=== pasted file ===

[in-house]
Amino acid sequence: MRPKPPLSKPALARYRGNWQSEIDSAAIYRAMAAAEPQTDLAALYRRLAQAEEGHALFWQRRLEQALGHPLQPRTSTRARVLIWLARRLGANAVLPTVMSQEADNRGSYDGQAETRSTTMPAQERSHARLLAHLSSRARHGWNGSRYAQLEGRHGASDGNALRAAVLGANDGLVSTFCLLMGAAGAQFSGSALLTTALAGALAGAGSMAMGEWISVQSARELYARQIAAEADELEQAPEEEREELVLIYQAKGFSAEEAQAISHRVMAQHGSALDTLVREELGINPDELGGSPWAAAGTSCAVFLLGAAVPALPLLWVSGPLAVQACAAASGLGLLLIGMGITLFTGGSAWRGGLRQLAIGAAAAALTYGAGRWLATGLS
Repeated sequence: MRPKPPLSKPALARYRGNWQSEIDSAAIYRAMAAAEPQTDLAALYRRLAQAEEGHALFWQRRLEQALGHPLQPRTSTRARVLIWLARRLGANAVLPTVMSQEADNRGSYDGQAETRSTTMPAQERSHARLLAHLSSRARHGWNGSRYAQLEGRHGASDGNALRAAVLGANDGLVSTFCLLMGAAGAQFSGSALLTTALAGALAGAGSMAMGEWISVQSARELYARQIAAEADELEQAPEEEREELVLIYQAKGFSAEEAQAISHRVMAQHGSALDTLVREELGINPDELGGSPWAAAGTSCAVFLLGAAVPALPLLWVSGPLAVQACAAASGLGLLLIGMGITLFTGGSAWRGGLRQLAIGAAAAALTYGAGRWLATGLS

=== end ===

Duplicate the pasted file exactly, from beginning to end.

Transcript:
[in-house]
Amino acid sequence: MRPKPPLSKPALARYRGNWQSEIDSAAIYRAMAAAEPQTDLAALYRRLAQAEEGHALFWQRRLEQALGHPLQPRTSTRARVLIWLARRLGANAVLPTVMSQEADNRGSYDGQAETRSTTMPAQERSHARLLAHLSSRARHGWNGSRYAQLEGRHGASDGNALRAAVLGANDGLVSTFCLLMGAAGAQFSGSALLTTALAGALAGAGSMAMGEWISVQSARELYARQIAAEADELEQAPEEEREELVLIYQAKGFSAEEAQAISHRVMAQHGSALDTLVREELGINPDELGGSPWAAAGTSCAVFLLGAAVPALPLLWVSGPLAVQACAAASGLGLLLIGMGITLFTGGSAWRGGLRQLAIGAAAAALTYGAGRWLATGLS
Repeated sequence: MRPKPPLSKPALARYRGNWQSEIDSAAIYRAMAAAEPQTDLAALYRRLAQAEEGHALFWQRRLEQALGHPLQPRTSTRARVLIWLARRLGANAVLPTVMSQEADNRGSYDGQAETRSTTMPAQERSHARLLAHLSSRARHGWNGSRYAQLEGRHGASDGNALRAAVLGANDGLVSTFCLLMGAAGAQFSGSALLTTALAGALAGAGSMAMGEWISVQSARELYARQIAAEADELEQAPEEEREELVLIYQAKGFSAEEAQAISHRVMAQHGSALDTLVREELGINPDELGGSPWAAAGTSCAVFLLGAAVPALPLLWVSGPLAVQACAAASGLGLLLIGMGITLFTGGSAWRGGLRQLAIGAAAAALTYGAGRWLATGLS